As a child I loved to shock others with the tale that I had been abandoned at birth by gypsies and raised en famille with kindly mice in the crypt of an old church…
On the first day of February 1814 -the publication of ‘The Corsair’ became a “thing perfectly unprecedented” according to His Lordship’s proud and increasingly successful publisher, John Murray.
As we know that no one lives forever and seven months after Lord B’s most facetious letter – his Mamma-At-Law died on Monday January 28 in 1822.
The Fifth Baron Byron was NOT the grandfather of our poet as purported by Alexander Larman in his sloppily researched tome Byron’s Women which was published to enormous fanfare in 2016 but rather THE great-uncle and it was upon his demise that Byron became a Lord and inherited land and titles which included the glorious ancestral abode of Newstead Abbey in Nottinghamshire.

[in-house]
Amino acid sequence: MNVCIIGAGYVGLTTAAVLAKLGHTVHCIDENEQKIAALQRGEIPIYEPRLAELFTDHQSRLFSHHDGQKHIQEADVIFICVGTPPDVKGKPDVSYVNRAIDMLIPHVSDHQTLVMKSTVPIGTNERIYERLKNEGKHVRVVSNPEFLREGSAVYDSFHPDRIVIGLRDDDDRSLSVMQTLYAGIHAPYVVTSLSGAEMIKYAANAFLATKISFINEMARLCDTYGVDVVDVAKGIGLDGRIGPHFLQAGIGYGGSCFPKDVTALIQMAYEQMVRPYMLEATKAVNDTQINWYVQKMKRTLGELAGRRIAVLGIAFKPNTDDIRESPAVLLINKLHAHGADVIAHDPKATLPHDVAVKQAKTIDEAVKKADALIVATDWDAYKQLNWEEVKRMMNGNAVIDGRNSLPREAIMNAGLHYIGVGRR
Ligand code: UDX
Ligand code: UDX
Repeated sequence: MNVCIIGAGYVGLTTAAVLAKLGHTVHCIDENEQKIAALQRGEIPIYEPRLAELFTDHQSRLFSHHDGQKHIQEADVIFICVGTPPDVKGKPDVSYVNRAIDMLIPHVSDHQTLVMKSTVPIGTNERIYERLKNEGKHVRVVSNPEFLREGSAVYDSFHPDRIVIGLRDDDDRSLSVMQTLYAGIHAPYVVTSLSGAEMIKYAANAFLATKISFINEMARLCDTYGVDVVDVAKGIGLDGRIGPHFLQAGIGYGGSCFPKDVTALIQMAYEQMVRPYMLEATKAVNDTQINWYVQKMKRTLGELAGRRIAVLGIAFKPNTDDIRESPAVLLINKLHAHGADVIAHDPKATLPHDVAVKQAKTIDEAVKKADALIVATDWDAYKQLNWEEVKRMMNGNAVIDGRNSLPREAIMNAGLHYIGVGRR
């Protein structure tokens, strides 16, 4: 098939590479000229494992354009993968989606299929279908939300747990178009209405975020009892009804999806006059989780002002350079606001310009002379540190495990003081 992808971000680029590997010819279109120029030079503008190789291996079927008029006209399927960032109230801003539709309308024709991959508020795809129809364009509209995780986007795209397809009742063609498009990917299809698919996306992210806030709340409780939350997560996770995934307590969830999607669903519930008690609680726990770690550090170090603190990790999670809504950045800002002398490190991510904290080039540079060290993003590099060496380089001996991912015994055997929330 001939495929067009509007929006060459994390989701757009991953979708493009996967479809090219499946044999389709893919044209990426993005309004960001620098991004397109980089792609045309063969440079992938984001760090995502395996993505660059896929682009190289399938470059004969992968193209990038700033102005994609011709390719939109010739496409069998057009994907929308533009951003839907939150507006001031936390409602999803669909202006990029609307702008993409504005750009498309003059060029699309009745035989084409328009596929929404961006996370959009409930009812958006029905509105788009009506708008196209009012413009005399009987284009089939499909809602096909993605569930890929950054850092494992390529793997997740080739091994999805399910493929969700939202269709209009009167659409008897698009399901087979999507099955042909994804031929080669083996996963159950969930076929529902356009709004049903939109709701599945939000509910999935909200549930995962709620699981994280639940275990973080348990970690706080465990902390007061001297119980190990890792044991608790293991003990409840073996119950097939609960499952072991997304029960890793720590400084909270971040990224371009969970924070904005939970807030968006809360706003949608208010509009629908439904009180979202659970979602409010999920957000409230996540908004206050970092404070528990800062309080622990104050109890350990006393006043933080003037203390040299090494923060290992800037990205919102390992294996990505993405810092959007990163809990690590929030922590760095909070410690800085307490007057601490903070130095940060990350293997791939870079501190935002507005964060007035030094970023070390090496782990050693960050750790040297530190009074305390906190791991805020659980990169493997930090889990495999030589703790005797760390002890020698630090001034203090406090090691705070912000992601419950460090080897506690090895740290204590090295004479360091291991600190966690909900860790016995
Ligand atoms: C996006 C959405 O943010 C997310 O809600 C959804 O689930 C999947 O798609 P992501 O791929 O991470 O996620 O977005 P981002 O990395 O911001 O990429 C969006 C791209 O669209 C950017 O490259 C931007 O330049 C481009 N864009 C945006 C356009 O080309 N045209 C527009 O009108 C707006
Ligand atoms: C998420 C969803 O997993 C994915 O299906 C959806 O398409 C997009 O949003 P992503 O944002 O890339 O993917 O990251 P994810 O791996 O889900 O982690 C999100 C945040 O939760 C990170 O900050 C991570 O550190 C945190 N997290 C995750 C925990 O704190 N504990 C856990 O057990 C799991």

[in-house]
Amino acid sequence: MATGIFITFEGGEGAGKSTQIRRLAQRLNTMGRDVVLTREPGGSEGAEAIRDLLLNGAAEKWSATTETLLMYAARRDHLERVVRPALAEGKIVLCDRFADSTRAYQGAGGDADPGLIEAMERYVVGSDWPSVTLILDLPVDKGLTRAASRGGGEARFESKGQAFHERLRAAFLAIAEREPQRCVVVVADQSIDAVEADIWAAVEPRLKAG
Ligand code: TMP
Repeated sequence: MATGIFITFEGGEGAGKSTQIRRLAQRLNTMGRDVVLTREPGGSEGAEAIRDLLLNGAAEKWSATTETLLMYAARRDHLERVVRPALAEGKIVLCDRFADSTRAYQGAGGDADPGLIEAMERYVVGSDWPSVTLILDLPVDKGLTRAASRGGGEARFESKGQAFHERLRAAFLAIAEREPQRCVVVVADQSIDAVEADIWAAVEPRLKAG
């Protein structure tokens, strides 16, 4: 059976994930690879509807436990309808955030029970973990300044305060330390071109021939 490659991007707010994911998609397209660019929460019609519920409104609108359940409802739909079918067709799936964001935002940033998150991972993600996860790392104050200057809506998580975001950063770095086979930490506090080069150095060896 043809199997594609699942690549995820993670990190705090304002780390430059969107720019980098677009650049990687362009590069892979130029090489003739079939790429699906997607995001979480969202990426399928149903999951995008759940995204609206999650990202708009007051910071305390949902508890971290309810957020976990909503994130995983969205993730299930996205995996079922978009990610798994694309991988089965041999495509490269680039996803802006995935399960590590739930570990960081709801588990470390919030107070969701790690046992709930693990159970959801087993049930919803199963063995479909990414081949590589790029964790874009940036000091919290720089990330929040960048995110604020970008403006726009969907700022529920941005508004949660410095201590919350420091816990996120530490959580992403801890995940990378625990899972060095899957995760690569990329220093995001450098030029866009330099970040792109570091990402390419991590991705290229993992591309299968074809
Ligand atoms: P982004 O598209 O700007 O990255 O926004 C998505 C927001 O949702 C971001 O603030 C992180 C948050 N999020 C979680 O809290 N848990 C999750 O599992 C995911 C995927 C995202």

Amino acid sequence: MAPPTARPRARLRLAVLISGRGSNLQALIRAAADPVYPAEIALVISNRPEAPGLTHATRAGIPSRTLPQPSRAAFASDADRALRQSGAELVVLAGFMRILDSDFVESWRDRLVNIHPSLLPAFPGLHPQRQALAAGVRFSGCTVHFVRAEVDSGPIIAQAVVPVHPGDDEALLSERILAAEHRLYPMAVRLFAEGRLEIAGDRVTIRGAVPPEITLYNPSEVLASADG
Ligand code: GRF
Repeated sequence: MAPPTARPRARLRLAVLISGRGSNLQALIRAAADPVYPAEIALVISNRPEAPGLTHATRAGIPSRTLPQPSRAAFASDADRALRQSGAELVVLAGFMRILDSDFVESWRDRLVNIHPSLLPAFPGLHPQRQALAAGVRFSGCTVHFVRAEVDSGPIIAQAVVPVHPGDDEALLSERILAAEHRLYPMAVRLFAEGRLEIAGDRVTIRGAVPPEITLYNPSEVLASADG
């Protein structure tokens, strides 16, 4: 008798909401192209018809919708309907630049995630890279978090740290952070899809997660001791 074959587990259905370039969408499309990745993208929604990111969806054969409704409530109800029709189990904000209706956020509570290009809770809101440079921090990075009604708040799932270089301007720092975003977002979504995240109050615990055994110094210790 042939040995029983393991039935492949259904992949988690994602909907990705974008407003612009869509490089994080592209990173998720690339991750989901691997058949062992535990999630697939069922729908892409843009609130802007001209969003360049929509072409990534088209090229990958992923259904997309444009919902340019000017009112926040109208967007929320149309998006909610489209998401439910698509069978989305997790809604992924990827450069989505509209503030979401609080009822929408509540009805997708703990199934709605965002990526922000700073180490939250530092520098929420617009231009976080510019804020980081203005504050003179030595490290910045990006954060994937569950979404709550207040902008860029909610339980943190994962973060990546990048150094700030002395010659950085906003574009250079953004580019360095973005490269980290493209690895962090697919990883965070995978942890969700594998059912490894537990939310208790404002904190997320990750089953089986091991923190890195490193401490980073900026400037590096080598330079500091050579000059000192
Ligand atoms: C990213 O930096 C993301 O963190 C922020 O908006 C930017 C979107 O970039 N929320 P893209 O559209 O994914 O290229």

January 25 is the celebration of Burns Night and having enjoyed a fabulous supper of Haggis – I had to refuse the ‘wee dram’ of fine Scotch whiskey on offer.
However, had I done so, I could have raised a glass in honour of the character in this post – Lady Caroline Lamb who died on this day in 1828 at the age of forty two
AND it’s probably fair to say that even with the passage of time, opinion remains as divided about her in death, as it was in life!
Byron was noted for his open manner and of his tendency to admit his feelings of despondency, sorrow or his word of choice – melancholy. For his poetry is noted for it, his private journals speak of it and he was often candid about his ‘constitutional depression of Spirits’ in letters to his friends.